Subject:      precolumbian Amerindian horse?
From:         yuku@mail.trends.ca (Yuri Kuchinsky)
Date:         1997/09/22
Message-ID:   <604m9c$j0c$2@news.trends.ca>
Newsgroups:   sci.archaeology

[ Article reposted from rec.equestrian ]
[ Author was Snezewort ]
[ Posted on 19 Sep 1997 05:46:37 GMT ]

stevenso@alexia.lis.uiuc.edu (Deborah Stevenson) says:

>Don't get too hung up on color either.  It's not particularly sound >to
use it as an indicator of type (have a look at the thread on >Pintabians
for a contemporary equivalent), so if the rarity of the >"Indian pony"
you're discussing is simply the various pinto >genes, I don't see much
grounds for that as proof of earlier >horses in the Americas.

>While I'm not enough of a color historian to guarantee you early >pintos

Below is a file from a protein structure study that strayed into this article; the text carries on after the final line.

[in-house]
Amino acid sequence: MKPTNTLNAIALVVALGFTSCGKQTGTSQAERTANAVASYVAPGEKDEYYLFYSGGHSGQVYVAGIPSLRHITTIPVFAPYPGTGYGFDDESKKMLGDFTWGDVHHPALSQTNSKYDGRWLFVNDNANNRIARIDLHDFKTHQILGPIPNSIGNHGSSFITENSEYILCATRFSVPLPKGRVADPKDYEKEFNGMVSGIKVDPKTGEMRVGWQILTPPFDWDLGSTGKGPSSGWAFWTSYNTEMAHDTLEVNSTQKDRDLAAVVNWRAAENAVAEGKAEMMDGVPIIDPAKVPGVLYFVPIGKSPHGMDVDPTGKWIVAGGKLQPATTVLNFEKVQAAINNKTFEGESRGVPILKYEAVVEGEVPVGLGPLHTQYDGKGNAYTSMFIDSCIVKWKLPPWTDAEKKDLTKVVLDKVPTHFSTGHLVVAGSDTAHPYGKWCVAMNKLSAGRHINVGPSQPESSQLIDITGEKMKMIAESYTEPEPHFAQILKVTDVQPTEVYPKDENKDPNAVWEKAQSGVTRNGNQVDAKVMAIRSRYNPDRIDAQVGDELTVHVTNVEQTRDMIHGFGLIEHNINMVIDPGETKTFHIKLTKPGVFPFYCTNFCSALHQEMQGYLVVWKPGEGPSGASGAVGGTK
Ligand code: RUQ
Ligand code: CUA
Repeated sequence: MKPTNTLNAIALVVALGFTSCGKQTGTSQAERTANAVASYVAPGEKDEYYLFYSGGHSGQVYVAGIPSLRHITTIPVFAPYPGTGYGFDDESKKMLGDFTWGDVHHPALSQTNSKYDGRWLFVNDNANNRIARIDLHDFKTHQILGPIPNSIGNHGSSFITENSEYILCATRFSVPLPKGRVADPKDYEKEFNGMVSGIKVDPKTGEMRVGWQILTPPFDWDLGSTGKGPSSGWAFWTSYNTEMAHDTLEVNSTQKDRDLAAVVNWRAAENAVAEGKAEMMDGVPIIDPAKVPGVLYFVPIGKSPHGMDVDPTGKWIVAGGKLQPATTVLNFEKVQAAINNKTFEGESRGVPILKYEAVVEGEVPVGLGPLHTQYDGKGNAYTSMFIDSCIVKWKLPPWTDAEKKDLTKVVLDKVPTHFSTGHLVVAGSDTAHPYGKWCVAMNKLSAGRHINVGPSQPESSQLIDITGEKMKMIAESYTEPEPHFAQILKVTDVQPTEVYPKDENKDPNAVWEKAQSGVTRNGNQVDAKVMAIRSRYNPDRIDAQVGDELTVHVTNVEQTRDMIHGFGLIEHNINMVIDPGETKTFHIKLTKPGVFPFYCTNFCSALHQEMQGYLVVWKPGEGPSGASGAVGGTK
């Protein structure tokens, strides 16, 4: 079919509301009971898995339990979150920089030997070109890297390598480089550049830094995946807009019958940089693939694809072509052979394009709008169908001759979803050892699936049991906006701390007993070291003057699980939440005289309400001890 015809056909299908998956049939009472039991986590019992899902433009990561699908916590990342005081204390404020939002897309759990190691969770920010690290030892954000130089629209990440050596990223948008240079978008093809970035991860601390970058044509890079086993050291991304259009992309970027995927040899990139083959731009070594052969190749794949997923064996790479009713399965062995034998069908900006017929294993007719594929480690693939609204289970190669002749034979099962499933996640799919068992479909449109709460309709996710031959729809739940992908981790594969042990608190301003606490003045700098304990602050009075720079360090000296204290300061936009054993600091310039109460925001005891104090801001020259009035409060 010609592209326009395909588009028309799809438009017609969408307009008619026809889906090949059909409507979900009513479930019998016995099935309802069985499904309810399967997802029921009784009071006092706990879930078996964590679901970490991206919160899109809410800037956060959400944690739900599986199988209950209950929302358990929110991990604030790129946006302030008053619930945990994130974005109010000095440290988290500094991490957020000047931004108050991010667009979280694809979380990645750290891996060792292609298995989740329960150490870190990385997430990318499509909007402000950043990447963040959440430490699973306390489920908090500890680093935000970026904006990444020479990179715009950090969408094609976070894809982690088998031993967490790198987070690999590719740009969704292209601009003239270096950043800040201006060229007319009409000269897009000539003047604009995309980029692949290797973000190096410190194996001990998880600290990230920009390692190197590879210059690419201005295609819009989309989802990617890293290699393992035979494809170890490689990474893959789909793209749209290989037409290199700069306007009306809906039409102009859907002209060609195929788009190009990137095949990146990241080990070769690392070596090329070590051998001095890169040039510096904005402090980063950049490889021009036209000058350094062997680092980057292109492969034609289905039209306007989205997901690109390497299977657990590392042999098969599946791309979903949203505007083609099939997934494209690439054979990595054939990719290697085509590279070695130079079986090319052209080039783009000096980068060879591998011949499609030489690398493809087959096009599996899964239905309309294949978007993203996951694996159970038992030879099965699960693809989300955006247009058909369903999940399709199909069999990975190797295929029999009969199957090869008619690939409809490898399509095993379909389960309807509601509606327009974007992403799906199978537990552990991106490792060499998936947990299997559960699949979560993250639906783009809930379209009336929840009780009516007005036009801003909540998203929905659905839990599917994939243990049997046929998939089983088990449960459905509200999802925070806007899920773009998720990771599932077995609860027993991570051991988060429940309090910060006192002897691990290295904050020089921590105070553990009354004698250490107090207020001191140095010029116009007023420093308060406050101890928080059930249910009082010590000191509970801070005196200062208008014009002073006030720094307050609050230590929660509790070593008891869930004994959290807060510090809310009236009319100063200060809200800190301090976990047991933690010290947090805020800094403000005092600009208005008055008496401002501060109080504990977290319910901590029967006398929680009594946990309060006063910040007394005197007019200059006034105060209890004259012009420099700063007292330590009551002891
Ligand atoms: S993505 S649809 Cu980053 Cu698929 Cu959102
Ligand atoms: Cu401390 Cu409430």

in Britain, for instance, just by looking in the OED I can >get you a 17th
century usage of "piebald" for a British horse.  >They don't seem to have
been necessarily well thought of, but >they were in fact known.

And the pattern existed in the Spanish horses.  There's quite a famous
painting (ok, famous to some of us ;-) of the mares and foals at the
Spanish Riding School stud from the seventeenth century, and several
paints are visible.  I've also seen paintings of paints doing high school
movements.

Deb Hendrickson
Duluth, Minnesota  -- Land of the Loons
[22]Snezewort@aol.com
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